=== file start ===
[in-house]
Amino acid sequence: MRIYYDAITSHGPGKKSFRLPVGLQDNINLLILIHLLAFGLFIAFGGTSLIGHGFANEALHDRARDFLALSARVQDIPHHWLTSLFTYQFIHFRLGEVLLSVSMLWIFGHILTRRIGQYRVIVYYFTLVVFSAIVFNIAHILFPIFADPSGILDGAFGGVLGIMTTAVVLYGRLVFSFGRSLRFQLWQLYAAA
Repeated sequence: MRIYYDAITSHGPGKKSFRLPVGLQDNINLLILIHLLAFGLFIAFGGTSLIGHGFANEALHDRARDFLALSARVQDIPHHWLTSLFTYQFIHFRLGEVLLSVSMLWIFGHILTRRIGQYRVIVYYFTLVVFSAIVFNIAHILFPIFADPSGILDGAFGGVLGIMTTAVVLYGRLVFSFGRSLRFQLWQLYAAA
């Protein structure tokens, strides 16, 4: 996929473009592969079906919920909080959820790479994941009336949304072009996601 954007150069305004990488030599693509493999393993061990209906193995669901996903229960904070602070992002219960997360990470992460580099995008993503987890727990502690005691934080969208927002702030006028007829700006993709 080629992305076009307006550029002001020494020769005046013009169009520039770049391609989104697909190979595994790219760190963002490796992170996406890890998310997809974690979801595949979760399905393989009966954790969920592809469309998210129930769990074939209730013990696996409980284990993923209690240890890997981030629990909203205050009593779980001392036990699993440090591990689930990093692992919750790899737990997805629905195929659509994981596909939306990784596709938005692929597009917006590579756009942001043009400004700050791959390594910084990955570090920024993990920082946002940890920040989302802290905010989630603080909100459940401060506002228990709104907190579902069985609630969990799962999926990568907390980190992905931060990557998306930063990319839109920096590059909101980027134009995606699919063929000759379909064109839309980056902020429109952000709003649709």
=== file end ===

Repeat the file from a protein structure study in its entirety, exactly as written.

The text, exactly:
[in-house]
Amino acid sequence: MRIYYDAITSHGPGKKSFRLPVGLQDNINLLILIHLLAFGLFIAFGGTSLIGHGFANEALHDRARDFLALSARVQDIPHHWLTSLFTYQFIHFRLGEVLLSVSMLWIFGHILTRRIGQYRVIVYYFTLVVFSAIVFNIAHILFPIFADPSGILDGAFGGVLGIMTTAVVLYGRLVFSFGRSLRFQLWQLYAAA
Repeated sequence: MRIYYDAITSHGPGKKSFRLPVGLQDNINLLILIHLLAFGLFIAFGGTSLIGHGFANEALHDRARDFLALSARVQDIPHHWLTSLFTYQFIHFRLGEVLLSVSMLWIFGHILTRRIGQYRVIVYYFTLVVFSAIVFNIAHILFPIFADPSGILDGAFGGVLGIMTTAVVLYGRLVFSFGRSLRFQLWQLYAAA
């Protein structure tokens, strides 16, 4: 996929473009592969079906919920909080959820790479994941009336949304072009996601 954007150069305004990488030599693509493999393993061990209906193995669901996903229960904070602070992002219960997360990470992460580099995008993503987890727990502690005691934080969208927002702030006028007829700006993709 080629992305076009307006550029002001020494020769005046013009169009520039770049391609989104697909190979595994790219760190963002490796992170996406890890998310997809974690979801595949979760399905393989009966954790969920592809469309998210129930769990074939209730013990696996409980284990993923209690240890890997981030629990909203205050009593779980001392036990699993440090591990689930990093692992919750790899737990997805629905195929659509994981596909939306990784596709938005692929597009917006590579756009942001043009400004700050791959390594910084990955570090920024993990920082946002940890920040989302802290905010989630603080909100459940401060506002228990709104907190579902069985609630969990799962999926990568907390980190992905931060990557998306930063990319839109920096590059909101980027134009995606699919063929000759379909064109839309980056902020429109952000709003649709």